A Vision for Interoperability with Stan Huff, MD
The following article is a summarized version of Episode 2 of The Better Care Podcast with Graphite Health CMIO, Stan Huff, MD. Some quotes have been slightly edited for brevity.
We Have a Patient Safety Problem
The vast majority of US healthcare providers would say they strive to keep patients safe – it’s usually why they went into the field – and administrators of health systems would also tell you patient care and safety is a chief concern of theirs.
There are many programs in place across the nation to promote quality care, and yet human, medical errors are a leading cause of death in the US. In fact, the overall misdiagnosis rate is approximately 10% to 15%.
“We’re not providing good care for patients. A study published in the Journal of Patient Safety, estimates that there are 210,000-440,000 deaths per year in the US due to preventable harm in hospitals.
Based on my own experience and that of my family members and others, it’s clear that preventable medical errors are all too common. When you consider that this means over 600 people will die today alone from preventable medical errors, it’s shocking. It’s surprising that this issue hasn’t received more attention.” – Stan Huff
Given the rapid pace of technological advancement across industries, it begs the question why the healthcare sector has not done more to prevent medical errors. If the incentive for better patient care alone is not sufficient motivation, it is worth highlighting that medical errors incur significant costs, amounting to approximately $20 billion annually.
What is Interoperability in Healthcare?
Interoperability allows different IT systems to exchange data efficiently between healthcare providers, patients, and other relevant parties. Interoperability has the potential to improve patient care, increase efficiency, and reduce healthcare costs.
More importantly, it can reduce the risk of medical errors by providing healthcare providers with a more comprehensive view of a patient’s medical history, medications, and other important information.
There are standards that exist to make healthcare interoperability possible. These standards have a common language that is necessary to ingest and communicate information needed to improve care delivery. These standards include HL7 (standards development organization), LOINC (terminology standards), HL7 V2 (content standards), and FHIR (transport standards).
“HL7 V2 is primarily focused on programming language and data structure. Prior to its creation, each lab system would create their own names for lab tests, resulting in the need for manual mappings between systems. The standard code provided by HL7 V2 allows for more efficient transmission of data without the need for one-to-one mappings. SNOMED, on the other hand, differentiates between the name of the procedure and the name of the resulting data.
LOINC and SNOMED typically work together. LOINC codes are used to ask a question while SNOMED provides codes for the answer when needed. This distinction is important for accurate and efficient data exchange in healthcare systems.” – Stan Huff
FHIR was developed by HL7 and is a standard for safely exchanging healthcare information electronically between different healthcare systems. FHIR allows computers in different locations to talk to each other, ensuring that patient records are available where needed.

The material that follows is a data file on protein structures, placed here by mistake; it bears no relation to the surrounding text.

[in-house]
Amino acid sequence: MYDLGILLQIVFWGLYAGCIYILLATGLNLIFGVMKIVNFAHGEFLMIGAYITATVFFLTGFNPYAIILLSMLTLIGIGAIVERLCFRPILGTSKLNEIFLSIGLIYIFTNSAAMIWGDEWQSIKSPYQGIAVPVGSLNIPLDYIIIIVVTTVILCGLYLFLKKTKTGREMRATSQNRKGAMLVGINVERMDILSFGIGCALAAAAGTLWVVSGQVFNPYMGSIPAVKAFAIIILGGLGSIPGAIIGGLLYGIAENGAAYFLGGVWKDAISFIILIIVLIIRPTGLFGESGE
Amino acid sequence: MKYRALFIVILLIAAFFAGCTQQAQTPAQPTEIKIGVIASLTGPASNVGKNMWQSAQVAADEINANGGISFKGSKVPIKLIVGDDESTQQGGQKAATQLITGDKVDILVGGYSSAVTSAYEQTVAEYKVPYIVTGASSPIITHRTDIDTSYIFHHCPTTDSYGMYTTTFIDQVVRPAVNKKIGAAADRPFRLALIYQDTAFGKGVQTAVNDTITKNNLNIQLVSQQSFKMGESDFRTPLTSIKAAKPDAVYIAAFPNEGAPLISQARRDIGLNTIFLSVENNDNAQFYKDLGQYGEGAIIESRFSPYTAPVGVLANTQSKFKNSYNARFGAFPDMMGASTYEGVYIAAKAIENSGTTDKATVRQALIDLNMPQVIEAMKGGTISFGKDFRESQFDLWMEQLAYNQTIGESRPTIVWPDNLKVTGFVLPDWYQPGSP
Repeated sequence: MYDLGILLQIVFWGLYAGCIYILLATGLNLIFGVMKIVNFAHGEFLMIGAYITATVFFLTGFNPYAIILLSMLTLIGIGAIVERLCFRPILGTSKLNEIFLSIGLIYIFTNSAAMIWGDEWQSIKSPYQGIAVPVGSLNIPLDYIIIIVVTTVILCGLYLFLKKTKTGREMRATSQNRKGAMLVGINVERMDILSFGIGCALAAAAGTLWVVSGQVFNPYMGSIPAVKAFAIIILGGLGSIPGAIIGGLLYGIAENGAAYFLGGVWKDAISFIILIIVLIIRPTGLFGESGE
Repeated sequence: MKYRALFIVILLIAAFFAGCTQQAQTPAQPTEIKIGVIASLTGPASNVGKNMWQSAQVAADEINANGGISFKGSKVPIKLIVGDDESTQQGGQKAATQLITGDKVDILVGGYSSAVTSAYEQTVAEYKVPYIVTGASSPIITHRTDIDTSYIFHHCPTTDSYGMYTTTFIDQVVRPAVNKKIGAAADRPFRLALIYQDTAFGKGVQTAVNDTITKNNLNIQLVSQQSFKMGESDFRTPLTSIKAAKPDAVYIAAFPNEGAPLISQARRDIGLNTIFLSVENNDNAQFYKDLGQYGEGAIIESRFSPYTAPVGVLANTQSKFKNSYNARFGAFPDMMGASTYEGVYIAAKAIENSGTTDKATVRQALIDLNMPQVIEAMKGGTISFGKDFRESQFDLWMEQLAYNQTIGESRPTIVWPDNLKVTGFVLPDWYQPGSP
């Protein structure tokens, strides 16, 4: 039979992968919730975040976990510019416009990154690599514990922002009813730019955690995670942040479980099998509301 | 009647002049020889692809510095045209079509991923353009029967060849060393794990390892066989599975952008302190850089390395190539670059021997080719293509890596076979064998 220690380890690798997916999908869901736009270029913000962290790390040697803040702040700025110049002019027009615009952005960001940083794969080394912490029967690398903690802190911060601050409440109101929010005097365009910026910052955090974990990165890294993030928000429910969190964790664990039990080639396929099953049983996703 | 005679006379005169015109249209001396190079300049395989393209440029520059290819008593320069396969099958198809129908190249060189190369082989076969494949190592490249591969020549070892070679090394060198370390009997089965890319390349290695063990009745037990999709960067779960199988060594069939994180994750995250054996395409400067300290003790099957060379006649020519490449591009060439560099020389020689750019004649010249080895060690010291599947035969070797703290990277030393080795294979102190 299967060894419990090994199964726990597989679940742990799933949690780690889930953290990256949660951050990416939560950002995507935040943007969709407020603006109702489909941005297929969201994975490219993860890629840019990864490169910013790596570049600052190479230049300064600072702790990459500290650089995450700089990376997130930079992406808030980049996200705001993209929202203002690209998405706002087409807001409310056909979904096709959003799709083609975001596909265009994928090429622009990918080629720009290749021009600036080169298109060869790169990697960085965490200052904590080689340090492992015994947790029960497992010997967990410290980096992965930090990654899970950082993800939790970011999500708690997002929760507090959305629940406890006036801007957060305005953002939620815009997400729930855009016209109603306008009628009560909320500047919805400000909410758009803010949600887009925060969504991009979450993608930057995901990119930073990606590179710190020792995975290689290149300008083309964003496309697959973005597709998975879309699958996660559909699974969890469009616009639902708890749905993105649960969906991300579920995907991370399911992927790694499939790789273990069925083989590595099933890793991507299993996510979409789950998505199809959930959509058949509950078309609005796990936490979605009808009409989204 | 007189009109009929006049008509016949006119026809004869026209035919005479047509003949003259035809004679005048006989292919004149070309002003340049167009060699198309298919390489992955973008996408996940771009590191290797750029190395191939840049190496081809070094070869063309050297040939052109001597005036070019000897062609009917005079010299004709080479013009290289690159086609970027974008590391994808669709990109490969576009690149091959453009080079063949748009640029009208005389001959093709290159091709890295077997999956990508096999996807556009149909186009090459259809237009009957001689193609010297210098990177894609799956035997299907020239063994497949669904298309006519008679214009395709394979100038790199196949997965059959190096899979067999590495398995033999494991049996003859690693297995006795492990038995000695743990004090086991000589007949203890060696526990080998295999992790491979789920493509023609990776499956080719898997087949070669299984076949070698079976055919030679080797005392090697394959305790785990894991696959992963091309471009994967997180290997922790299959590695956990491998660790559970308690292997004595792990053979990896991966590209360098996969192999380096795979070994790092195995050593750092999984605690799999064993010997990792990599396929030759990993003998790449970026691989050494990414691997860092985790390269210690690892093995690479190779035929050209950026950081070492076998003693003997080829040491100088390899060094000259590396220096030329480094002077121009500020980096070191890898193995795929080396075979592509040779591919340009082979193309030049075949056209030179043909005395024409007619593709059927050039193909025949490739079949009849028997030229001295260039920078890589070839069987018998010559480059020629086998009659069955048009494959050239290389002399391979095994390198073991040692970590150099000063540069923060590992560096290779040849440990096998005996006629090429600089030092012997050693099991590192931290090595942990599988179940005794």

Using Interoperability in EHR systems to Improve Patient Safety
Creating interoperability can help improve clinical decision support, reduce administrative burden, and ensure patient safety. In a 2022 study on The Impact of Electronic Health Record Interoperability on Safety and Quality of Care in High-Income Countries, it was found that EHR (Electronic Health Record) interoperability positively influenced medication safety, reduced patient safety events, and reduced costs.
EHR Interoperability can be achieved by implementing standards such as FHIR to standardize data and communication, giving EHRs the ability to communicate with each other. FHIR is designed for easy integration with EHRs, but unfortunately, momentum to adopt FHIR has been slow.
“There are various reasons why adoption is slow, including business, cultural, and social issues…. The best behavior is often not incentivized by financial gain. Even companies with large market shares may resist interoperability and supporting standards like FHIR due to concerns about protecting their intellectual property. However, prioritizing these concerns over patient care isn’t in the best interest of society or of patient care.” – Stan Huff
A Vision for the Future of Interoperability
Interoperability is essential in solving many of the issues health systems are facing today such as low quality care, inflated costs, and physician burnout. But achieving interoperability is not possible without a shift in priorities from hospital leadership.
“If we had true interoperability, people could create useful applications to better care for patients, such as diagnosing and managing conditions like occult sepsis, deep venous thrombosis, and chronic anticoagulation.
With plug-and-play interoperability, these applications could be made once and used widely at every doctor’s office, and every hospital… Executable knowledge in programs is transforming healthcare. Medical schools could benefit greatly as every disease could become like weather forecasting with accessible data and new knowledge.” – Stan Huff
Organizations like Graphite Health have created the foundation for this type of “plug-and-play” interoperability that allows clinical decision support software and health system applications to be more quickly verified and implemented.
Listen to the full interview on Episode 2 of The Better Care Podcast – A Vision for Interoperability – Stan Huff, MD of Graphite Health available on all major podcast platforms.